The first edition of An Index to the Revised Bauer-Arndt-Gingrich Greek Lexicon
was published by Wycliffe Bible Translators to provide for its translators quicker and easier access
to the wealth of information in Arndt and Gingrich's Greek-English Lexicon of the New Testament
and Other Early Christian Literature (BAG), a translation and adaptation fo the fourth revised
and augmented edition of Walter Bauer's lexicon. I was pleased that the Index not only met
this purpose, but that Zondervan Publishing House later published it for the general public.
The appearance of the second edition of BAG, revised and augmented by F. Wilbur
Gingrich and Frederick W. Danker from Walter Bauer's fifth edition, 1958, made necessary this new
edition of the Index. We have taken this opportunity to completely redo this work, hoping to
reduce the number of errors and lacunae that existed in the first edition. I appreciated the corrections
and comments received from users of that edition, and look forward to similar cooperation for this one.
I would be naïve to think that a work of this nature would be without errors; we trust, however,
that they are now fewer.
The Index is a timesaver for all users of BAG, from those who know little
Greek to those who are proficient in Greek studies. Experiments performed showed that for a proficient
Greek student the amount of time spent in locating the specific references in BAG was cut by more
than half. The time saved is even greater for those who know little Greek.
There are other reasons for using the Index. When the user needs to know how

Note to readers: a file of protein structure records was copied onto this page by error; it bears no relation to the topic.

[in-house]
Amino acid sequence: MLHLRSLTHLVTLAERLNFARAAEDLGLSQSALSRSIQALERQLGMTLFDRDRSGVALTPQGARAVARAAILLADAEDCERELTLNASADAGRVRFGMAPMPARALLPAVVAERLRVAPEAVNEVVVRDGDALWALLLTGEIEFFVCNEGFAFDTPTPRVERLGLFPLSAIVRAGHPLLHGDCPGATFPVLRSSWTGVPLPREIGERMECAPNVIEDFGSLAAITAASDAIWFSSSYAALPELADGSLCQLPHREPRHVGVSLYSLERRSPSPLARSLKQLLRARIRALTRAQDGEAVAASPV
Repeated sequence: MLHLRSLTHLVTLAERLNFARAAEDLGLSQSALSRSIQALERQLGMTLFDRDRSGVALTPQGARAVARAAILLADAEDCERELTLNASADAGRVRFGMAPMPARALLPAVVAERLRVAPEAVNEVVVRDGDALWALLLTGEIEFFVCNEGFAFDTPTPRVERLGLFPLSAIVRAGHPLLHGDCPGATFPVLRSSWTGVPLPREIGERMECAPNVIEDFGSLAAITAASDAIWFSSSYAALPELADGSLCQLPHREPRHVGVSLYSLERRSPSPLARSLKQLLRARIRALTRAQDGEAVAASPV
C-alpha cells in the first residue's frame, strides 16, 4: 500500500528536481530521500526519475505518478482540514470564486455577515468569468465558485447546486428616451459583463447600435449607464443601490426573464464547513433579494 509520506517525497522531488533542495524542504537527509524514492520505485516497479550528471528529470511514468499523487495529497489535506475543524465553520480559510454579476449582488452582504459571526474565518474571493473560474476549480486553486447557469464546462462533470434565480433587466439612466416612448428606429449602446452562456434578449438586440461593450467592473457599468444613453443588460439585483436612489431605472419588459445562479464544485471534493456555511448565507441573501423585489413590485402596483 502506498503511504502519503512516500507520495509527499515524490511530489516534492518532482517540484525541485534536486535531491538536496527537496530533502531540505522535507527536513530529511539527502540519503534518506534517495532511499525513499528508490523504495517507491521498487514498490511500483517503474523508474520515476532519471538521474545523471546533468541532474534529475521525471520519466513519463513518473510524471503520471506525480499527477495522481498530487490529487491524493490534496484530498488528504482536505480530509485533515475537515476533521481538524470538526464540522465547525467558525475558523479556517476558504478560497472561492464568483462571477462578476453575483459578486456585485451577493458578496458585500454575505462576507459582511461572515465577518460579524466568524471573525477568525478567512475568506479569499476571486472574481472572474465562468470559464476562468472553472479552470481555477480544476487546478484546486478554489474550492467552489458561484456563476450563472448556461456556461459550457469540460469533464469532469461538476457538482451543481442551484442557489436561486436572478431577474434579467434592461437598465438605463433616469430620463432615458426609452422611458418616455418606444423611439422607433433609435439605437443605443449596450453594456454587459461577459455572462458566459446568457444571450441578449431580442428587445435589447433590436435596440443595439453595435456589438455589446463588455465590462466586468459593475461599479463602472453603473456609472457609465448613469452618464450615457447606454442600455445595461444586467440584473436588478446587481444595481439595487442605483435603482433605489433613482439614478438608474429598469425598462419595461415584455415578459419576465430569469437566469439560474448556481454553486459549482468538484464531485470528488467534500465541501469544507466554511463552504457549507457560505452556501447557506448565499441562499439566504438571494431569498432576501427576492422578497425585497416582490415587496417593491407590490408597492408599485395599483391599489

the lexicographer classifies an instance of some frequently used word, he often can find it only
after a diligent and time-consuming search for the verse reference through three, four, or more
columns of closely packed entries; that is, if the particular reference is included at all as an
example. If he fails to find the reference after such a search, he still cannot be sure that the
reference has not been overlooked when scanning through the columns. With the Index the user
can immediately ascertain whether or nor the word is cited and turn directly to the correct section
The advantage for the user who knows little Greek is obvious. He can find entries in
BAG readily without having to struggle parsing the forms in the text to identify them. Experience
shows that those whose Greek is wobbly rarely bother to go through the steps needed to use any lexicon.
By consulting the Index, these people can begin using a lexicon once again.
Use of the Index
Use of the Index is straightforward. The entries are listed in the order in which
they appear in the New Testament, beginning with chapter one of Matthew, and proceeding verse by verse
to the end of Revelation. Each new chapter is clearly marked; verse numbers are indicated at the
left-hand margin of each column. A letter (a, b, c) with the verse number indicates the first, second,
or third occurrence of the same Greek word in that verse.
Sections under Greek word
The authors of BAG have divided their discussion of many Greek words into sections
and subsections. Such sectioning is indicated in the Index, immediately following the Greek
word. Primary sectioning is usually indicated by Arabic numbers (1, 2, 3, etc.), subsectioning is
indicated by lower-case letters (a, b, c, etc.), and further subsectioning is indicated by lower
case letters of the Greek alphabet.